Rsync is a command-line utility for synchronizing files and folders between locations. Some workflows that can be implemented with rsync include updating a production host on a developer or calling rsync via cron to save the data backup to a storage location on a regular basis. You can even use rsync to migrate your server from another provider to Microhost.

Because Rsync is incremental, subsequent backup operations are completed very quickly once the initial operation is completed. Only the differences between the source and target files are copied. This rsync property is best suited for automated operations.

Install rsync on linux

Linux / Unix: Not all * nix systems include rsync by default, but it can be installed from your distribution’s software repository or compiled from source. To install the rsync package, run the command below.

[[email protected] ~]# yum install rsync -y

Working With rsync

Many options are available for use with rsync, and many people have their preferred set of options when using this tool. Single rsync options can also be aliases for multiple others, so rsync -a produces the same results as rsync -rlptgoD.

So rsync is a device for which you should exercise extreme caution when copying commands from forum posts and other websites on the internet without fully comprehending what they are doing. You will get the most out of rsync if you take the time to investigate and experiment before using your data.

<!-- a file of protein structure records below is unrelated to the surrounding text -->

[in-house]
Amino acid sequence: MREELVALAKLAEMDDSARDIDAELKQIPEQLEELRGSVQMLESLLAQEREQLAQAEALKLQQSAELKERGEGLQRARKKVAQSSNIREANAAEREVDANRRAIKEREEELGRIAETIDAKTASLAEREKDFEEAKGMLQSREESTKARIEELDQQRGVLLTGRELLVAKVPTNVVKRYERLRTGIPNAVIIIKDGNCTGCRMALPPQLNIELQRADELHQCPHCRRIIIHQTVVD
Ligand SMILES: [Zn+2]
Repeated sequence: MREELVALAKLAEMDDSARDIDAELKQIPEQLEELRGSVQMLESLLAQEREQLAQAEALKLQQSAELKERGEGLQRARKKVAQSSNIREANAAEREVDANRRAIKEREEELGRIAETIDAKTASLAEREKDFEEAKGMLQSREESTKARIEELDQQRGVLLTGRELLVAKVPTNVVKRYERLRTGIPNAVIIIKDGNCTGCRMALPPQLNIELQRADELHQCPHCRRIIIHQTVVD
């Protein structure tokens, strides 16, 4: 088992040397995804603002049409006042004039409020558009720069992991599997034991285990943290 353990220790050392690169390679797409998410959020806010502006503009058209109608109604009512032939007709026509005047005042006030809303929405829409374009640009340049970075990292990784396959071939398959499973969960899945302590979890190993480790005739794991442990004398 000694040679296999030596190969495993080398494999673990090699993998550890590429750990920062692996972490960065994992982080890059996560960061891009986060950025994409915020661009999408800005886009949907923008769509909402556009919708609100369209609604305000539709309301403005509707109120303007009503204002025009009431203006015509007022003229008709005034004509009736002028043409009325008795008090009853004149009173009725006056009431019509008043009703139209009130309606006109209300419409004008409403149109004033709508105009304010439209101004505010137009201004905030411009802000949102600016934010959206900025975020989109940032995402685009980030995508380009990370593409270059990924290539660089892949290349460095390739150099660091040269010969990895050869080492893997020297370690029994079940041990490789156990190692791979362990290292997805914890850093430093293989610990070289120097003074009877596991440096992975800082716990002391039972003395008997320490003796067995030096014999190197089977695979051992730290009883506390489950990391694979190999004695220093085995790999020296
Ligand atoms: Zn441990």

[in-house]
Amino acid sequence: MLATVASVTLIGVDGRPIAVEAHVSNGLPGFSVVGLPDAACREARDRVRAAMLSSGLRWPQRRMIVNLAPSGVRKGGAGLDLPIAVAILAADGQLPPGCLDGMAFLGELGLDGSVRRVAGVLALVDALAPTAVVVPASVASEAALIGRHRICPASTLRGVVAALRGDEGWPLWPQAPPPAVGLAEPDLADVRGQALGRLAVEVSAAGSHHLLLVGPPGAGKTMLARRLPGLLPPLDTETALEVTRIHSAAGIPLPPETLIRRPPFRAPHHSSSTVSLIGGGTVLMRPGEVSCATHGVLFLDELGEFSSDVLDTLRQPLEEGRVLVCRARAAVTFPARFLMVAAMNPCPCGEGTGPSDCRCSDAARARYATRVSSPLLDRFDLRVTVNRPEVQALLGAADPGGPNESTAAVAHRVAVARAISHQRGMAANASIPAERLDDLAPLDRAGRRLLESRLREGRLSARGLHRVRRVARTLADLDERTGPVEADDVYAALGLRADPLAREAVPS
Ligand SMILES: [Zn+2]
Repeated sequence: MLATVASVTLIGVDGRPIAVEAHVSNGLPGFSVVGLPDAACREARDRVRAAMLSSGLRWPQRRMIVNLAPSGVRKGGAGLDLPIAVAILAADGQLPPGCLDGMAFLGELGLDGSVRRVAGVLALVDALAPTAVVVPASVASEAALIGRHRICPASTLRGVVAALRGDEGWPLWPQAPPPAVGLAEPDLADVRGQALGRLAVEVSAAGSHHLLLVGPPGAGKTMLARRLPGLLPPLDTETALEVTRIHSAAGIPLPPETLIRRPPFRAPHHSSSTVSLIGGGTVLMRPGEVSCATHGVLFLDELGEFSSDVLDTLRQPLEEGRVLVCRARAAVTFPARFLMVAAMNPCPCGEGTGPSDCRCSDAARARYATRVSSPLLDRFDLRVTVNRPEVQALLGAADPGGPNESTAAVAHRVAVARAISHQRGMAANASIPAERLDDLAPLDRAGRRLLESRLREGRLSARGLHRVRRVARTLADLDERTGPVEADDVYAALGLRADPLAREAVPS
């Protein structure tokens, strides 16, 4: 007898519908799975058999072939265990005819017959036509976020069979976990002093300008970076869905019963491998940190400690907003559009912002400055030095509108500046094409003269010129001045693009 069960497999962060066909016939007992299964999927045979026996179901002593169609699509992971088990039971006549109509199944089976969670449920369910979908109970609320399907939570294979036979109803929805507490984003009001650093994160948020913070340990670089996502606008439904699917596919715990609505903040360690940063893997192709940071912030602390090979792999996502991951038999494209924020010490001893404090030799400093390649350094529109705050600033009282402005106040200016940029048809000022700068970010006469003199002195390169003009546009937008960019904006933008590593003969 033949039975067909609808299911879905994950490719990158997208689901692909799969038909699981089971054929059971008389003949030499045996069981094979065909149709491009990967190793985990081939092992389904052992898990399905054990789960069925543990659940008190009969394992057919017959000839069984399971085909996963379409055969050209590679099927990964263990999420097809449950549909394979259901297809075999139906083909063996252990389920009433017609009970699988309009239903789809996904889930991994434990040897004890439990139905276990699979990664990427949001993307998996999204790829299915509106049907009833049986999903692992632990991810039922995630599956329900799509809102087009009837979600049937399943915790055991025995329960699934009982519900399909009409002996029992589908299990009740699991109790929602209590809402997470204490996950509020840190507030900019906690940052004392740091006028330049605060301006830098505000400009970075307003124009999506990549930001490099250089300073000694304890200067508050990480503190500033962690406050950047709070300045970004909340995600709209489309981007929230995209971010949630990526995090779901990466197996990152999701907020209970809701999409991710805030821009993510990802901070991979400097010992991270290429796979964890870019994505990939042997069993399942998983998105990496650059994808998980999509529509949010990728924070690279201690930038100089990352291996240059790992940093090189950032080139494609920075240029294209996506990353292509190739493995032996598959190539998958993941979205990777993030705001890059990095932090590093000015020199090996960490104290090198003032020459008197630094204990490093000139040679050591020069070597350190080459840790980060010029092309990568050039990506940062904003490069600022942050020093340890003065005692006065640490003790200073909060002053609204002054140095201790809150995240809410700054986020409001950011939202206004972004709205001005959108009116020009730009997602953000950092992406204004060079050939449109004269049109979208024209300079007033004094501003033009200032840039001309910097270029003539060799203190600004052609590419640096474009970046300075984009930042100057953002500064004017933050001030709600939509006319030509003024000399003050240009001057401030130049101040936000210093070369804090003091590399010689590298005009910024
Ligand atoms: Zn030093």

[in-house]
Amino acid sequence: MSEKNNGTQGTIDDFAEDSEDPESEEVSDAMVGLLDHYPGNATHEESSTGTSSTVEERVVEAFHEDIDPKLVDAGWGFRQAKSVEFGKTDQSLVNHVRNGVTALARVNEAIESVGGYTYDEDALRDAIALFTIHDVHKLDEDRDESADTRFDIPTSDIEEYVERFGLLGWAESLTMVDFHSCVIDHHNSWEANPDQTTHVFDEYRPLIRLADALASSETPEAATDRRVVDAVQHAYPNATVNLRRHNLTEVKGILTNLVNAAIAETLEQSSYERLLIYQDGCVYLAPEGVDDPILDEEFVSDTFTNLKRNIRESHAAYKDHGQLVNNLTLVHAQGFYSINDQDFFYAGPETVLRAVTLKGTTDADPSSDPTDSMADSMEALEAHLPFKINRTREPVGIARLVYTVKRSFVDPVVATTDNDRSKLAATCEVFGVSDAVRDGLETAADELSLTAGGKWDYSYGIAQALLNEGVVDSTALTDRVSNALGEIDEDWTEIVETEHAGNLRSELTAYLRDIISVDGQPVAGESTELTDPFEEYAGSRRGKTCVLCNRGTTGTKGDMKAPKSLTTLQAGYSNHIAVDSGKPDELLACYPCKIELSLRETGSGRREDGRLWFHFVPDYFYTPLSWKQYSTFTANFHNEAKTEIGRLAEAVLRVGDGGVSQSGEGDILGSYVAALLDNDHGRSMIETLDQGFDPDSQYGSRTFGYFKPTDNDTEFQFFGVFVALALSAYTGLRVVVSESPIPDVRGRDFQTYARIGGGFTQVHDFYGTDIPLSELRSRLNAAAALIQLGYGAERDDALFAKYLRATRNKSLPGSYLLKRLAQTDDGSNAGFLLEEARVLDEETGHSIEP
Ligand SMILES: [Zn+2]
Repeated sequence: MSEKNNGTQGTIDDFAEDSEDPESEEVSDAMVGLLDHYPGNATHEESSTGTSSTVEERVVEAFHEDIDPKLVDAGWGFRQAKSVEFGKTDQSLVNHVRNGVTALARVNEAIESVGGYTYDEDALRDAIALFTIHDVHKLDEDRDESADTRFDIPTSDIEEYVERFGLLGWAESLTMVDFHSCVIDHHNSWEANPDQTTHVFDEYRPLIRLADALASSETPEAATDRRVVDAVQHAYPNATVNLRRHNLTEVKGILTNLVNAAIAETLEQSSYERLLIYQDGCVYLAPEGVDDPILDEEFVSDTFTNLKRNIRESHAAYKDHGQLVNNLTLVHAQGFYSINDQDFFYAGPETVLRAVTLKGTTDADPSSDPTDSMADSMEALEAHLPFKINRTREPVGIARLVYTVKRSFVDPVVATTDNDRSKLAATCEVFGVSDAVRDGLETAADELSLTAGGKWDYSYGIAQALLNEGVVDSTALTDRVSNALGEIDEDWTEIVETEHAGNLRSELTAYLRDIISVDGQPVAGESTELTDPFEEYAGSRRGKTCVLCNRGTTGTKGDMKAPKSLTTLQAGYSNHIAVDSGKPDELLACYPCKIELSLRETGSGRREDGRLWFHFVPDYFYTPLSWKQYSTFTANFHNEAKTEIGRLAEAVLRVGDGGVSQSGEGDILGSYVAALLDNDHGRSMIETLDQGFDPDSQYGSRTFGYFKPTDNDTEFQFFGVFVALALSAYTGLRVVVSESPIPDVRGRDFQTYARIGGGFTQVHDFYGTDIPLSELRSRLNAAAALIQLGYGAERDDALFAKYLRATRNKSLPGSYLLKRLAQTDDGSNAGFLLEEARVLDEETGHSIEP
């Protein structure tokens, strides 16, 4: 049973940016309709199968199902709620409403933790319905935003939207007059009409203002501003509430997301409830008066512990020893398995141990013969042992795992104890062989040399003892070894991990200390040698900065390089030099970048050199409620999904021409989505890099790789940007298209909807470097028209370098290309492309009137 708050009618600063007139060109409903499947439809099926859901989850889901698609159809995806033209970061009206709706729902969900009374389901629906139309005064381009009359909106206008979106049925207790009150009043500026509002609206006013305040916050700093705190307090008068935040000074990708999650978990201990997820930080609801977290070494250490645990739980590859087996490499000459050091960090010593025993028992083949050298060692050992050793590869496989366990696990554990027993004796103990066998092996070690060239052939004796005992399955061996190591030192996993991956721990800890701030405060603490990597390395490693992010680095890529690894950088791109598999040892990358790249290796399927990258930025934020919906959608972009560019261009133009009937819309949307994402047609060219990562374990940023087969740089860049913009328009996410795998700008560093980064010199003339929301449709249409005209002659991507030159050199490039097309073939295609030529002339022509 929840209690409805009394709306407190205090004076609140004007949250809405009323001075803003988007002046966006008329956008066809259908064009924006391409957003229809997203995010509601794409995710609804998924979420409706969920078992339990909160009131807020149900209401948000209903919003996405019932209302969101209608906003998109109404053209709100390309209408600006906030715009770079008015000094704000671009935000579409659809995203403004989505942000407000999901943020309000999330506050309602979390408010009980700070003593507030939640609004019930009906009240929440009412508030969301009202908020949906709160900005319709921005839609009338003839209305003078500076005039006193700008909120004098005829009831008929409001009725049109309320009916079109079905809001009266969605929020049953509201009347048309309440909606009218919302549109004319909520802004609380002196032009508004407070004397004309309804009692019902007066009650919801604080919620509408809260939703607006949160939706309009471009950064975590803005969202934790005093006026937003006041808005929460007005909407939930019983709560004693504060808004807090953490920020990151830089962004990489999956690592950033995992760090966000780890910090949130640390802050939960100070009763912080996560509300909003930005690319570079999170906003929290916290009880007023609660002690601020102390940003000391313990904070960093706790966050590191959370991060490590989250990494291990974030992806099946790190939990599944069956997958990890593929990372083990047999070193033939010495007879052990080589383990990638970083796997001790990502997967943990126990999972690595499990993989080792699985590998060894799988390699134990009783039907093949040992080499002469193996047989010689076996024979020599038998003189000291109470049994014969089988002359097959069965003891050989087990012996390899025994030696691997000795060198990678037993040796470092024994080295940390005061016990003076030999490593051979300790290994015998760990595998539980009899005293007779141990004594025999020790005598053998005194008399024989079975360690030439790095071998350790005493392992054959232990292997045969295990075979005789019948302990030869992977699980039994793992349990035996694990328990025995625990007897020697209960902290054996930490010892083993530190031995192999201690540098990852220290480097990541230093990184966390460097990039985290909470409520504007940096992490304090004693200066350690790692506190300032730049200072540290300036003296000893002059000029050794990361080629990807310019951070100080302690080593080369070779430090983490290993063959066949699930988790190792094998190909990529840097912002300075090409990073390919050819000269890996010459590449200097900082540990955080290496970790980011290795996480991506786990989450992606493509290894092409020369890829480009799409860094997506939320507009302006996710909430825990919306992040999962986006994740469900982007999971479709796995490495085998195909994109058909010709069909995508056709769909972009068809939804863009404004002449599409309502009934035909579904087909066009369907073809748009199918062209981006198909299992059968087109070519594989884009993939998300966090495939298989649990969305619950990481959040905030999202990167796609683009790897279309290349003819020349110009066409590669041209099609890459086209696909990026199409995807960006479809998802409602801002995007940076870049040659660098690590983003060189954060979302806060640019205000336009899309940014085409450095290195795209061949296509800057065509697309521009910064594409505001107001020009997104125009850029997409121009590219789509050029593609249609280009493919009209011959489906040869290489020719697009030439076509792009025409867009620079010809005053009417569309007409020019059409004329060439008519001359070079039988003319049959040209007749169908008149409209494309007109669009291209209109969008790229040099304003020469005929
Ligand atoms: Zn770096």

To get started with rsync, you’ll need the following two commands:

[[email protected] ~]# man rsync
[[email protected] ~]# rsync -help

The basic structure of an rsync command is the same as that of cp and SCP.

[[email protected] ~]# rsync -[argument] source destination

When you have multiple destinations, they are all connected to the end of the string in the same way that the cp command does:

[[email protected] ~]# rsync -zarvh source loation1 location2 location3

Either the source or the destination can be nearby or far away, or both. If you are synchronizing files across a network, rsync must be enabled on both the local and remote machines. Rsync employs SSH to encrypt data as it travels across networks, and it works with SSH keys to easily authenticate remote servers.

Remote commands, such as SSH or SCP, are formatted. To synchronize a local folder with one on a remote server, for example, you would use:

[[email protected] ~]# rsync -zarvh /path_of _source_folder [email protected]:/path_of_destination_folder

To synchronize a remote location folder on your local machine, follow these steps:

[[email protected] ~]# [[email protected] ~]# rsync -zarvh [email protected]:/path_of_destination_folder  /path_of _source_folder